Civil Society: Challenging Western Models

Edited volumes seems to have a shorter shelf life than books, similar to academic articles. I recently picked up the somewhat dated (1996) edited volume of "Civil Society: Challenging Western Models", edited by Chris Hann and Elizabeth Dunn, to see what it might offer. It was written at a time when literature on civil society was just emerging, and in that regard it might be easy to criticize. However, my biggest disappointment with the book is that its aim of challenging western models was quite narrow. They write: "There is something inherently unsatisfactory about the international propagation of by western scholars of an ideal of social organization that seems to bear little relation to the current realities of their own countries" (p. 1). Yet, the contributing authors are all based in Europe or North America; the voices of the Global South were rather mute. There are chapters on Russia, Turkey, Jordan and Syria, Indonesia, Japan and China - so there is some global coverage - but challenging western models somewhat implies one ought to include non-western voices.

This edited volume has a gem of a chapter than I highly recommend students of development studies read: Chapter 6, written by Steven Sampson, called "The Social Life of Projects: Importing Civil Society to Albania" (p 121-142). Quotes from that chapter include:

"Behind the apparent rationality of projects and the discourse of 'institutional development' and 'capacity building', there also lies a considerable amount of magic or mystical thinking. Concepts such as 'human rights' or 'civil society' originate in a superlocal space (European Union (EU) in Brussels, European Parliament in Strasbourg, World Bank in Washington, the UNDP in New York, ILO in Geneva, etc.). These concepts then become programmes and projects, and the whole apparatus of fund-raising, the often unfathomable application forms, and even the currency used all have their own mystique." (p. 124)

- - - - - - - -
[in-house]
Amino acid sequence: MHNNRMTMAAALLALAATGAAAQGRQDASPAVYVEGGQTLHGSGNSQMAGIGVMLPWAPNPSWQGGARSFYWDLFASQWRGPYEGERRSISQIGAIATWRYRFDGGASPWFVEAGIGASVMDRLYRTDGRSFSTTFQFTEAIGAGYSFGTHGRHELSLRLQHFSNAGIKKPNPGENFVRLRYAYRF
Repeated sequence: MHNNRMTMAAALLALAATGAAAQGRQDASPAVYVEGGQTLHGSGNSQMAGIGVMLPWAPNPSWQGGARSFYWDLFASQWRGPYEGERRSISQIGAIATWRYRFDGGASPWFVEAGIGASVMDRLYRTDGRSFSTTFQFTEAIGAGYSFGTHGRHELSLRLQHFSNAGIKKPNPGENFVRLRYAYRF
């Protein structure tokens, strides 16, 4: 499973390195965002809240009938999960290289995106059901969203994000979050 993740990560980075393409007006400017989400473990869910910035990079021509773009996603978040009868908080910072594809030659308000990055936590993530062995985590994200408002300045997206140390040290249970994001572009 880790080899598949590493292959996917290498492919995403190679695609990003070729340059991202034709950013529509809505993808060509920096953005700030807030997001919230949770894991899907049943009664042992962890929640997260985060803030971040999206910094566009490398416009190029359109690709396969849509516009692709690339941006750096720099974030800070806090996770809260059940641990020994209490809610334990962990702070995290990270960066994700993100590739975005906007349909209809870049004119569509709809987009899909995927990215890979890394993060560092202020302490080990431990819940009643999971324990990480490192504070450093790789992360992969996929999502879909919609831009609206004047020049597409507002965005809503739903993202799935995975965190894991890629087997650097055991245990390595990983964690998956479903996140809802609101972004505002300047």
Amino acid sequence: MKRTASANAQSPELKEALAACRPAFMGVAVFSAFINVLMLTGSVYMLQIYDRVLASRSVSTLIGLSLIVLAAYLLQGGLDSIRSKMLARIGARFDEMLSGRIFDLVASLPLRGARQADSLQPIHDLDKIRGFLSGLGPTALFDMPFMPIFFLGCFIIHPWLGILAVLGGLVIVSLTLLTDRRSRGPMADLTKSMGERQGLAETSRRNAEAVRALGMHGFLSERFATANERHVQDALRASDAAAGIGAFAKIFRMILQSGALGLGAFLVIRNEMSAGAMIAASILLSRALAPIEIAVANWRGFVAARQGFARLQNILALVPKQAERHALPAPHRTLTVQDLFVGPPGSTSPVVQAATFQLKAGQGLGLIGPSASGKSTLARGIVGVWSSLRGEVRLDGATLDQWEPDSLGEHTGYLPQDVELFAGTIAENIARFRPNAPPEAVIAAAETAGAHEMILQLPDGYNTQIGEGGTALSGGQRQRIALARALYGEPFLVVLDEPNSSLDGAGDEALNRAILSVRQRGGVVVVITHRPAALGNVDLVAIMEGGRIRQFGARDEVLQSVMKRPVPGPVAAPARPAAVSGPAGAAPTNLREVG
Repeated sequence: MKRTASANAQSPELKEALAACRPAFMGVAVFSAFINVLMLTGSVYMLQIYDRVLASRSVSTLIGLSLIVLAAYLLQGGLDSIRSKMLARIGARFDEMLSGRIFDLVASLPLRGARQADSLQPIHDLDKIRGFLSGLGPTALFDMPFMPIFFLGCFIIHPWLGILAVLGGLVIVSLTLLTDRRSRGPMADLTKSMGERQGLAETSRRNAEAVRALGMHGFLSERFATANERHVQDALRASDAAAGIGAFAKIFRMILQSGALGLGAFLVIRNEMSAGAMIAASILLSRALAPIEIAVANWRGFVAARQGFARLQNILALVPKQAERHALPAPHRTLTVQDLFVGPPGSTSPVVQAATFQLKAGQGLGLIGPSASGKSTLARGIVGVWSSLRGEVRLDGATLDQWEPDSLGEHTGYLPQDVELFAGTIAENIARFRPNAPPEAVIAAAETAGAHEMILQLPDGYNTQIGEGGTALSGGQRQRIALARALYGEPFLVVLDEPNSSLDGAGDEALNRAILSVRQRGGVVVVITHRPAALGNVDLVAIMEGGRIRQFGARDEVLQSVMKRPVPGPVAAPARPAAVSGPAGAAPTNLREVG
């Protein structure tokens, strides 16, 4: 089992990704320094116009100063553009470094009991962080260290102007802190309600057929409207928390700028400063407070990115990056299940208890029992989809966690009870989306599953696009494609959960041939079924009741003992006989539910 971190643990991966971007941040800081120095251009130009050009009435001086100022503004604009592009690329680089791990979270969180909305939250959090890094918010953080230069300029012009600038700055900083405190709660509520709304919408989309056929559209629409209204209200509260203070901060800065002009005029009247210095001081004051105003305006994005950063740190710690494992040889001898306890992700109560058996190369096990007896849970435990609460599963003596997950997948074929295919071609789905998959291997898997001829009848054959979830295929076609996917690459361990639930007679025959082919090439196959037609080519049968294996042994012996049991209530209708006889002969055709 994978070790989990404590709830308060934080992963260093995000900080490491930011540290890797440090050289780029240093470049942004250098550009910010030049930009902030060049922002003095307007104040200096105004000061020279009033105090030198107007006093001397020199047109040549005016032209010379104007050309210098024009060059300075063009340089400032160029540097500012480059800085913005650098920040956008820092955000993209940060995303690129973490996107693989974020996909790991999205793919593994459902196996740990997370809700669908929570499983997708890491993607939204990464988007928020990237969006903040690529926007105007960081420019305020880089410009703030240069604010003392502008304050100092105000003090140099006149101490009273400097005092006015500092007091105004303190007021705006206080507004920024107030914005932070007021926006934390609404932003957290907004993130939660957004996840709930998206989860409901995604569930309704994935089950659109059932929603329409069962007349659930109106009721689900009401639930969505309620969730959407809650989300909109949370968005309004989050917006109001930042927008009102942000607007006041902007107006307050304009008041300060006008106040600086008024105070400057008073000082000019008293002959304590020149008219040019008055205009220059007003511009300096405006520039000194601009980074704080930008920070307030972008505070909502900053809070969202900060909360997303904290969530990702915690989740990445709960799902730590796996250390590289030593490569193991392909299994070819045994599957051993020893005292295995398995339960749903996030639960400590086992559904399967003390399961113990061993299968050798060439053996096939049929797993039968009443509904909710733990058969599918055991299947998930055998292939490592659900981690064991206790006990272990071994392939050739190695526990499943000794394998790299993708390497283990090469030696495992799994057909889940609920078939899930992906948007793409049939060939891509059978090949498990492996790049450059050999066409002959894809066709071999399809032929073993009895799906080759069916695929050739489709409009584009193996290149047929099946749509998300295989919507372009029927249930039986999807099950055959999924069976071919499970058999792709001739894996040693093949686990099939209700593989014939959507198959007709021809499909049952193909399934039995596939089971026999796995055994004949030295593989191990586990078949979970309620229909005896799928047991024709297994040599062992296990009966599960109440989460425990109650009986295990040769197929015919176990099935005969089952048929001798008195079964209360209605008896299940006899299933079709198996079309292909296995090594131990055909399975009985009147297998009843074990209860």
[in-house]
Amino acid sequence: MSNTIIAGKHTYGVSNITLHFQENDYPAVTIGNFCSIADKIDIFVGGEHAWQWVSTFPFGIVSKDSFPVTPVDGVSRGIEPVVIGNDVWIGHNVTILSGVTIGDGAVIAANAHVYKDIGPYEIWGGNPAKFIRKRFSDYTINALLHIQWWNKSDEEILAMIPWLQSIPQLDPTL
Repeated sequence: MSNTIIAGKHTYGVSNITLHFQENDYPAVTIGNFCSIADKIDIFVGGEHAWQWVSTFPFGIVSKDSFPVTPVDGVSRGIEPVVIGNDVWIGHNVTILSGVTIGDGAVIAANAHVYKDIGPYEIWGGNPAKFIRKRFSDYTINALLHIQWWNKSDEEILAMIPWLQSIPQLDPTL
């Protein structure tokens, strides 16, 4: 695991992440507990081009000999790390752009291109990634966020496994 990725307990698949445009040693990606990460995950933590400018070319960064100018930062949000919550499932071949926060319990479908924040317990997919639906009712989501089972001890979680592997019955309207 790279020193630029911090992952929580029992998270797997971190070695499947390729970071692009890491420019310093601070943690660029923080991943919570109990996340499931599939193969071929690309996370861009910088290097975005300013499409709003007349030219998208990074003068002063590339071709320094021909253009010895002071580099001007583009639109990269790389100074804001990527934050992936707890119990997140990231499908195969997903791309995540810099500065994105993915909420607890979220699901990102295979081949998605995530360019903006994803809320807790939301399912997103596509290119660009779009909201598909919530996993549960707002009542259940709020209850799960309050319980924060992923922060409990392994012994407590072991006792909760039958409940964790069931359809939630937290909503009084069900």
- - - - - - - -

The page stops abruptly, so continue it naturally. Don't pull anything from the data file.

"Many skills are also unequally distributed, and so too is access to information and symbolic resources: information about money, and information about dominant concepts. It is here that the magic of transition appears. The ability to master the symbolic resources of transition, to gain access to knowledge and to manipulate it, determine whether an enterprising young individual in Eastern Europe becomes a party politician, an NGO leader, an employee of a western agency or firm, a local entrepreneur, or a mafioso." (p. 124)

Failures are then explained in terms of 'legacies' from the past, 'socialist mentality' or 'resistance' by those being affected. In fact, many 'systems-export' schemes fail because systems or units are exported without their western context... The well-functioning NGOs and interest organisations of Danish civil society exist in an environment of effective public administration, an open press, and a political system which knows how to react to public pressure. In addition, Danish NGOs are in close contact with their funding sources; many are subsidised by state funds. Danish NGOs are thus well embedded in society, and they do what they do well. In Eastern Europe, where states are weak and finance nearly non-existent, where social problems are acute and confidence in social organisations is low, where kin, network and ethnic groups resolve problems which associations resolve in the west, the entire context of civil society differs. In this situation, the export of Scandinavian interest organisations is bound to be problematic. It is a case of what the Romanians call 'form without foundation'. (p. 125-126)

And from Susanne Spulbeck: "As Hannah Arendt points out, under conditions of totalitarian rule, friendship and any other type of social relationship arouse suspicion. The basis for an ideologically legitimised totalitarian order and its 'loyalty' (the recognition of its validity by all) can only be provided by completely isolated individuals, whose ties to family and friends have failed to secure them a place in the world. It is this isolation which prevents participation in the public sphere. From the perspective of isolation, which makes the public sphere appear to be a threat and declares the quiescence to be local history, the development of a collective civil consciousness is not only difficult but dangerous." (p. 75)

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